Audit Logging for MongoDB

Agus Syafaat

One of the security aspects of managing a database is to understand who accessed the database, when, and what did they do. Although we have already secured the MongoDB service,  we still want to know who is doing what, and detect if there is something weird. In a data breach investigation, an audit log allows us to analyze historical activity, understand from which endpoint the attacker came from, and what operations they did once they were inside the database. 

In this blog, we will review audit logging for MongoDB and implementation.

Enabling Audit Logging in MongoDB

To enable audit logging in MongoDB, we need to go to the mongod.conf configuration file, section auditLog:

auditLog:
   destination: file
   format: BSON
   path: /var/lib/mongodb/audit_mongodb.bson

 

There are 3 types of log destinations, which are: file, syslog, and console. Ideally, we can send the audit log to a file, in JSON or BSON supported format. We can also enable the audit log during startup of the MongoDB service as shown below:

mongod --dbpath /var/lib/mongodb --auditDestination file --auditFormat BSON --auditPath /var/lib/mongodb/audit_mongodb.bson

Audit Filter in MongoDB

Still in the auditLog section, there is a parameter called filter. We can filter the action pattern that we want to log. For example, if we want to log authentication to a specific database, we can use the below command:

auditLog:
   destination: file
   format: BSON
   path: /var/lib/mongodb/audit_mongodb.bson
   filter: '{ atype: "authenticate", "param.db": "user_profile" }'

It will track every authentication to the user_profile database. Another example: we want to track the actions; drop index, rename collection, and drop collection in user_profile database. The command would be :

auditLog:
   destination: file
   format: BSON
   path: /var/lib/mongodb/audit_mongodb.bson
   filter: { atype: { $in: [ "dropIndex", "renameCollection", "dropCollection" ] }, "param.ns": /^user_profile\\./ } }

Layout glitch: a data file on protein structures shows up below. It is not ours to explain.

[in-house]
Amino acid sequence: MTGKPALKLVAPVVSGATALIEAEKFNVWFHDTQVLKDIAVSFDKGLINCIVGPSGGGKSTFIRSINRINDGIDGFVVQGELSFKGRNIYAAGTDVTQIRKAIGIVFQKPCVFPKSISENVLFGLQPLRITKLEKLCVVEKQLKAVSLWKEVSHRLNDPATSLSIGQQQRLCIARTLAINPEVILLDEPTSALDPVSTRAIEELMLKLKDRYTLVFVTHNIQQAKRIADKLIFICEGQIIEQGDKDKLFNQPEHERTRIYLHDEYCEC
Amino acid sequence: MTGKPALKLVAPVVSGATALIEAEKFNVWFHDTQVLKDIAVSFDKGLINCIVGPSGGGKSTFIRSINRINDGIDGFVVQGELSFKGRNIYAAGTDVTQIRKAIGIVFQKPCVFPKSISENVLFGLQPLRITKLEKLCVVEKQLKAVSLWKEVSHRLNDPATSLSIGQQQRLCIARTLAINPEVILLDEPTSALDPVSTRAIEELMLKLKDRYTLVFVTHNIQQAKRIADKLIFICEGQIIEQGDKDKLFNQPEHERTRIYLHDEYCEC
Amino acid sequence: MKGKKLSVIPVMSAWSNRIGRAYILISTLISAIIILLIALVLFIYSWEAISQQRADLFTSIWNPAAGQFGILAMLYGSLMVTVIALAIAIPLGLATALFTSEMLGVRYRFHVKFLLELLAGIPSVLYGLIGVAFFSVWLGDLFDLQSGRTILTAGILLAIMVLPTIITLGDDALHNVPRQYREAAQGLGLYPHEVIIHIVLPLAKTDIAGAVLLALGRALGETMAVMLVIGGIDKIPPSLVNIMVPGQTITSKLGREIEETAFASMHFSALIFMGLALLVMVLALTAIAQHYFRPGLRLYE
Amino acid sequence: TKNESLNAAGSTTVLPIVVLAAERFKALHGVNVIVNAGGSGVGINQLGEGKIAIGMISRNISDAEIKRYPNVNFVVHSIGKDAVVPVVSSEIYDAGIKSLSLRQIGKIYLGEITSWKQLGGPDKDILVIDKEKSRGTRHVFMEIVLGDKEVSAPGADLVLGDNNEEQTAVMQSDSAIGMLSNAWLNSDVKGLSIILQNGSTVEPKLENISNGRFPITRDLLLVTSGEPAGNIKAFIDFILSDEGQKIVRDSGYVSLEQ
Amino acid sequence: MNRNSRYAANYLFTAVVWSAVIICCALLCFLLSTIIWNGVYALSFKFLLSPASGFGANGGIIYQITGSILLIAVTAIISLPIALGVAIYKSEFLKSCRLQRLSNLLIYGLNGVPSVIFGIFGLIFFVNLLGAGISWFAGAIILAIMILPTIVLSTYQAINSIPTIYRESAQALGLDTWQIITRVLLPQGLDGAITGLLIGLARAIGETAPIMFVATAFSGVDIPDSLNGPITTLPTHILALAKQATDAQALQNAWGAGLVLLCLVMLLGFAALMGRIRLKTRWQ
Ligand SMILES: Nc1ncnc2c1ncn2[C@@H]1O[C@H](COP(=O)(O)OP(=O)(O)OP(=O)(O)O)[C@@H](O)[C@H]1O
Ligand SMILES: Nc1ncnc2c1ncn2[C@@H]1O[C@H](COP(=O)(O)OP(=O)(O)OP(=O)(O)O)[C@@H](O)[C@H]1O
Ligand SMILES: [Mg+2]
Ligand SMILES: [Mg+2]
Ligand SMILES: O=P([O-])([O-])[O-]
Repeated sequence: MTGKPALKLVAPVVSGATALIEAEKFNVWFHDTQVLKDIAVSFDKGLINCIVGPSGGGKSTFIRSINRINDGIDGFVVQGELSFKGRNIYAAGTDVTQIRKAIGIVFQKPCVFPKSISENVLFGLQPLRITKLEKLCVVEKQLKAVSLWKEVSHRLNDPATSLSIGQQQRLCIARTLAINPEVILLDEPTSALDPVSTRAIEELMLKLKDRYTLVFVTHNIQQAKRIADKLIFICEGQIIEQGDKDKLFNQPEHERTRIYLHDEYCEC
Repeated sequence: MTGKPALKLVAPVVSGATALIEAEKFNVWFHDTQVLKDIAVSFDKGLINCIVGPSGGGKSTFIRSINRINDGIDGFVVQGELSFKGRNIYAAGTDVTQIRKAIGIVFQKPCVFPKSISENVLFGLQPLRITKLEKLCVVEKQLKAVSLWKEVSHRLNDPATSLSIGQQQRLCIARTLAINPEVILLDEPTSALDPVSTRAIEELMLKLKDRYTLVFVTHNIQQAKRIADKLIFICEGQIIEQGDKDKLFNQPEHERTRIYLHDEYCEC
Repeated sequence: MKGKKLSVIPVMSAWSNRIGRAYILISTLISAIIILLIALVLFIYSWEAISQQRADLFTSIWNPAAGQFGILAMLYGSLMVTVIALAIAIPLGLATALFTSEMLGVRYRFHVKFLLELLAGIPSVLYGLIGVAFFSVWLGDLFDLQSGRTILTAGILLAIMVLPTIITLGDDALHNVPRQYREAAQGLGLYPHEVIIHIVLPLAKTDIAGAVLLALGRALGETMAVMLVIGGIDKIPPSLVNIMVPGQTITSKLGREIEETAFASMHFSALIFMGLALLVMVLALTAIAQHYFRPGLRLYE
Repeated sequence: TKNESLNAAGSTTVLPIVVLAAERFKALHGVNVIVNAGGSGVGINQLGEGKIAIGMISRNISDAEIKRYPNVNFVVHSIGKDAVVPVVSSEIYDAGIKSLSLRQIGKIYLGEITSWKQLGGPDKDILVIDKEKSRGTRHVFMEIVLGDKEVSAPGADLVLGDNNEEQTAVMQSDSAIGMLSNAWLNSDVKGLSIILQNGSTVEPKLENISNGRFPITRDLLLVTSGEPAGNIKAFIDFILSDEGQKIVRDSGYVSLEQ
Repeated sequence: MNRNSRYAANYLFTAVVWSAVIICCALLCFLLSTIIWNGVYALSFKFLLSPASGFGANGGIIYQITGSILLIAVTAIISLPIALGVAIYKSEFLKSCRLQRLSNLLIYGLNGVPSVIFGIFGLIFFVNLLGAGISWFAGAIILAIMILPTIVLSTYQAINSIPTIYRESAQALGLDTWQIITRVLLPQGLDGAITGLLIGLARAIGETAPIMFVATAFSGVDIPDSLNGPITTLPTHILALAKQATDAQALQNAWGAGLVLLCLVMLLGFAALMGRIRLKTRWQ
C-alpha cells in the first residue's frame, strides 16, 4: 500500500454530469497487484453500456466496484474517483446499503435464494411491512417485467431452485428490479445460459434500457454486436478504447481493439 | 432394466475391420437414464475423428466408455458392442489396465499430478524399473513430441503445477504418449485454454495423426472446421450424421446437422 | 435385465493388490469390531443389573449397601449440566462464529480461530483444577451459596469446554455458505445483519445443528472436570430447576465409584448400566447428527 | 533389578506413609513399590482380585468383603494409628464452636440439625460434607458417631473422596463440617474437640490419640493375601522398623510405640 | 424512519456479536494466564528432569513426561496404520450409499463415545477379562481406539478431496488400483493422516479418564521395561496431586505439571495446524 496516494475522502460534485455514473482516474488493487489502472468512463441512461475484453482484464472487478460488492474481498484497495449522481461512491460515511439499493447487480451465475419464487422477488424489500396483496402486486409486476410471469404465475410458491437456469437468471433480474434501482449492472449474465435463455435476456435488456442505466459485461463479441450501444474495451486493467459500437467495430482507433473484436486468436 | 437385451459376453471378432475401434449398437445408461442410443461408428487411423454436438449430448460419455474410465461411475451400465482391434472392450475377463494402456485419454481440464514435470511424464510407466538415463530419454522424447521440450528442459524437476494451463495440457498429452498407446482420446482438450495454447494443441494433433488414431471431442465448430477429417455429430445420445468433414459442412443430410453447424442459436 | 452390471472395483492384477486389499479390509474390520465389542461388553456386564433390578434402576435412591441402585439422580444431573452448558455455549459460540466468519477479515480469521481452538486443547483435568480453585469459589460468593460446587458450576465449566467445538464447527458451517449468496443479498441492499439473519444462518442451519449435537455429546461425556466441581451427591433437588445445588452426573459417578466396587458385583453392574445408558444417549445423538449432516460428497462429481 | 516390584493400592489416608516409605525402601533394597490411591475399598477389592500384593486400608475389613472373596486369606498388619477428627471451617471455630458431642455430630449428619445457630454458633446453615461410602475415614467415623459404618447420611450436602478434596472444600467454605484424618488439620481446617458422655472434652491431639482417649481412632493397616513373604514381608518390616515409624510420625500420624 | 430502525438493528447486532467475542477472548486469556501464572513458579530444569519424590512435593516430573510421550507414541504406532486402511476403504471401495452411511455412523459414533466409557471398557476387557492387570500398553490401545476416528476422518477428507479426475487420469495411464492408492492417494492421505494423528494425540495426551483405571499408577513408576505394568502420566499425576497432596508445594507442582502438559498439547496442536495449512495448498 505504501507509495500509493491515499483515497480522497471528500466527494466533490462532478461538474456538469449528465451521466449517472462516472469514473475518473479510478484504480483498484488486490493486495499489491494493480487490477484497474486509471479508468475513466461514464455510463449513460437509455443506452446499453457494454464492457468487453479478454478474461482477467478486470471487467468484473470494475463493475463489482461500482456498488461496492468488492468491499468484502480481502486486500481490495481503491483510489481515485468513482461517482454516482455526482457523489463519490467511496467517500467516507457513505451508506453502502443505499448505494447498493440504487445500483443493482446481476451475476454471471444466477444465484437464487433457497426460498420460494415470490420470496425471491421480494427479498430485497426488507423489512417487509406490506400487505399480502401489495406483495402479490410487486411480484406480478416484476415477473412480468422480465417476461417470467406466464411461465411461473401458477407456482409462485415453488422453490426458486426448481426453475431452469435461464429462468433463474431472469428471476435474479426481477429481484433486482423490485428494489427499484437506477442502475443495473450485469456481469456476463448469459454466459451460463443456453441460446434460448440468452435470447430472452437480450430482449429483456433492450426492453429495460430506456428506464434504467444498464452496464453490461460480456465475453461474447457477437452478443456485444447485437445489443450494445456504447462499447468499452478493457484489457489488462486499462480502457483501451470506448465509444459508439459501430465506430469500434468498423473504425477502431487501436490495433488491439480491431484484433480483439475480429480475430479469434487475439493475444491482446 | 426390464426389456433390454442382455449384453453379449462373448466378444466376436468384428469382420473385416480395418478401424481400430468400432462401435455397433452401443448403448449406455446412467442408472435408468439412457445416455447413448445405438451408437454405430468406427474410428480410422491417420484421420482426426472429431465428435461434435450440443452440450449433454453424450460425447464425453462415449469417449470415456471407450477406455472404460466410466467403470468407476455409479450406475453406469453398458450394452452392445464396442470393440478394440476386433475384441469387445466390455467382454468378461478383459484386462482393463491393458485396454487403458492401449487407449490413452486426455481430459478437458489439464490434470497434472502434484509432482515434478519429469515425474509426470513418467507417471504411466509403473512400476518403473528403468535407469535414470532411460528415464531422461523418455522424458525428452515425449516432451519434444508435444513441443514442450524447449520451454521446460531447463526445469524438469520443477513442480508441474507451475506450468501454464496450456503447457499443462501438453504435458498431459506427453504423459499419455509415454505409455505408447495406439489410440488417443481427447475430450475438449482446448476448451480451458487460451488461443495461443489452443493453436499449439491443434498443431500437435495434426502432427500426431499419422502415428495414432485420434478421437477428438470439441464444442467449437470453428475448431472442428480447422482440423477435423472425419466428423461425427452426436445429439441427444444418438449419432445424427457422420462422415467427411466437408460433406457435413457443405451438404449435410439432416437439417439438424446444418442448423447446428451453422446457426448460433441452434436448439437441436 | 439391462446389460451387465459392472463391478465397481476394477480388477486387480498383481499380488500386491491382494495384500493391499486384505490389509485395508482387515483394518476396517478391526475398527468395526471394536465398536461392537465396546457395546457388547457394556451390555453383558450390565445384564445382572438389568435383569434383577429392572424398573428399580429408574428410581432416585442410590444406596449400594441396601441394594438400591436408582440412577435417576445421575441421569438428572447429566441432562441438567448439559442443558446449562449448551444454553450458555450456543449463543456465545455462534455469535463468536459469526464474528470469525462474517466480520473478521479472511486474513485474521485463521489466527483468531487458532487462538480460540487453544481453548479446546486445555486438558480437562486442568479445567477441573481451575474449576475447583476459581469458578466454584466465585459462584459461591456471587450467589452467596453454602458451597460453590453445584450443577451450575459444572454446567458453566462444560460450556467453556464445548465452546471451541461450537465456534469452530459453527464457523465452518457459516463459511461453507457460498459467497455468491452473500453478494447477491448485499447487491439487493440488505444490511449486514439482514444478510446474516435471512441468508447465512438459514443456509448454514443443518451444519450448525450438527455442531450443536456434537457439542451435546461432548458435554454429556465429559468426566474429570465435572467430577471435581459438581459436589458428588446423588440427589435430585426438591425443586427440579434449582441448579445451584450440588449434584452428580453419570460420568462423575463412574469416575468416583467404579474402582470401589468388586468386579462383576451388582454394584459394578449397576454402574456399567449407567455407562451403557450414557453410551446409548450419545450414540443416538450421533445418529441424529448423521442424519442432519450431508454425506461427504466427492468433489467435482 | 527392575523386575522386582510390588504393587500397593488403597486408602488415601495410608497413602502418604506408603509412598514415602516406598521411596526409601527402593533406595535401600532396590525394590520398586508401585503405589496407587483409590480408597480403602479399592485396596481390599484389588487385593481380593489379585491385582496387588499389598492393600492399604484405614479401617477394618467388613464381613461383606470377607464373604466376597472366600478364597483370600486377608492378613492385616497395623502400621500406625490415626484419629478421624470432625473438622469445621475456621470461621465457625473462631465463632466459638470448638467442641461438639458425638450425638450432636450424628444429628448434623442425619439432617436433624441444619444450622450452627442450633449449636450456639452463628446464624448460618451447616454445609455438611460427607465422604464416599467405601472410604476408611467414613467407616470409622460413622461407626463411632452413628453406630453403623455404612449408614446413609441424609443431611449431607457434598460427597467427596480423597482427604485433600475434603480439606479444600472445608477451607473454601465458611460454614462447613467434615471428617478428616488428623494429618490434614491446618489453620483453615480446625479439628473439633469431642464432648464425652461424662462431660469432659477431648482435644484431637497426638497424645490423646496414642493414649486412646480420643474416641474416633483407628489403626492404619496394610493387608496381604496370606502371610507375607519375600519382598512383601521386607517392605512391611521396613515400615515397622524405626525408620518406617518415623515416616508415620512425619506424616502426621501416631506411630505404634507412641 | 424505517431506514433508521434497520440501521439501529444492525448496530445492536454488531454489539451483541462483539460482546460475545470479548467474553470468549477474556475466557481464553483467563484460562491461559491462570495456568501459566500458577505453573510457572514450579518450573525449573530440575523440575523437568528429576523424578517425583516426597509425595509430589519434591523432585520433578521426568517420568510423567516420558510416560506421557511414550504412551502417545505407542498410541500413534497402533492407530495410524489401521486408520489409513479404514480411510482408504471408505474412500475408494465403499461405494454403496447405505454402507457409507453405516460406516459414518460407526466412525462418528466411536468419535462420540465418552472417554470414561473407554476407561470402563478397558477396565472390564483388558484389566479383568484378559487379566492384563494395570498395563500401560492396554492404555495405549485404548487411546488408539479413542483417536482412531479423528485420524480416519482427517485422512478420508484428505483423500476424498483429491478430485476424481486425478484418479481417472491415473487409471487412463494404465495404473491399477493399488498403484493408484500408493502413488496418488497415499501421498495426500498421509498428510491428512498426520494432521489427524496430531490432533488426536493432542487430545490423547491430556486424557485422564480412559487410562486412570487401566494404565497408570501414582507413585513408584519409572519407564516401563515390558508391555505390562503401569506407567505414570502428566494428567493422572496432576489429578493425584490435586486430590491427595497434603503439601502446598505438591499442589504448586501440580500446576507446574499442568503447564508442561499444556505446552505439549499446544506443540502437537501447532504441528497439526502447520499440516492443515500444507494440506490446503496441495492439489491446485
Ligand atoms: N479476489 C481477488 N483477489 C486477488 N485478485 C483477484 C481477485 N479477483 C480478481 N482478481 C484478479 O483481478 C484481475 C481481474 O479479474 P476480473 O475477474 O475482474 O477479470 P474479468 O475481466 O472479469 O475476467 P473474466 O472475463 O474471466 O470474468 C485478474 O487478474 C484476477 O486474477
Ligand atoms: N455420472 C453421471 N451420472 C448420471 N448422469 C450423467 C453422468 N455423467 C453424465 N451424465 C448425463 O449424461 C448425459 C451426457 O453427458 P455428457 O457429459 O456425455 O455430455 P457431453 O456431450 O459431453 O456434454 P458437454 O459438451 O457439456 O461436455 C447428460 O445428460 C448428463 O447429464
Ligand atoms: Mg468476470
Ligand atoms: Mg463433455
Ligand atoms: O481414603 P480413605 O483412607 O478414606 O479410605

We can also monitor the audit process for the specific roles, we would need to define the roles and database in the filter:

auditLog:
   destination: file
   format: BSON
   path: /var/lib/mongodb/audit_mongodb.bson
   filter: { roles: { role: "readWrite", db: "user_profile" } }

It will log every action related to the user which has the readWrite roles in the user_profile database.

For audit logging of write and read operations, we need to enable the auditAuthorizationSuccess in MongoDB first. We can run below command :

db.adminCommand( { setParameter: 1, auditAuthorizationSuccess: true } )

Or another option is to change the following in the mongod.conf as below:

auditLog:
   destination: file
   format: BSON
   path: /var/lib/mongodb/audit_mongodb.bson
   filter: { roles: { role: "readWrite", db: "user_profile" } }
setParameter: { auditAuthorizationSuccess: true }

Percona Server for MongoDB gives the audit logging features for free, while in MongoDB it is only available in Enterprise Edition.  Please take note that enabling the parameter will impact the database performance of your MongoDB, especially in the production environment.

What’s next ?

We can send the MongoDB audit log to a Logging Management System, example : ELK (Elasticsearch, Logstash, and Kibana) stack or we can use the Log Management System from the provider for analysis purposes.  

The simplest way is to use jq tools utility in the Linux environment to read the log in JSON or BSON format.

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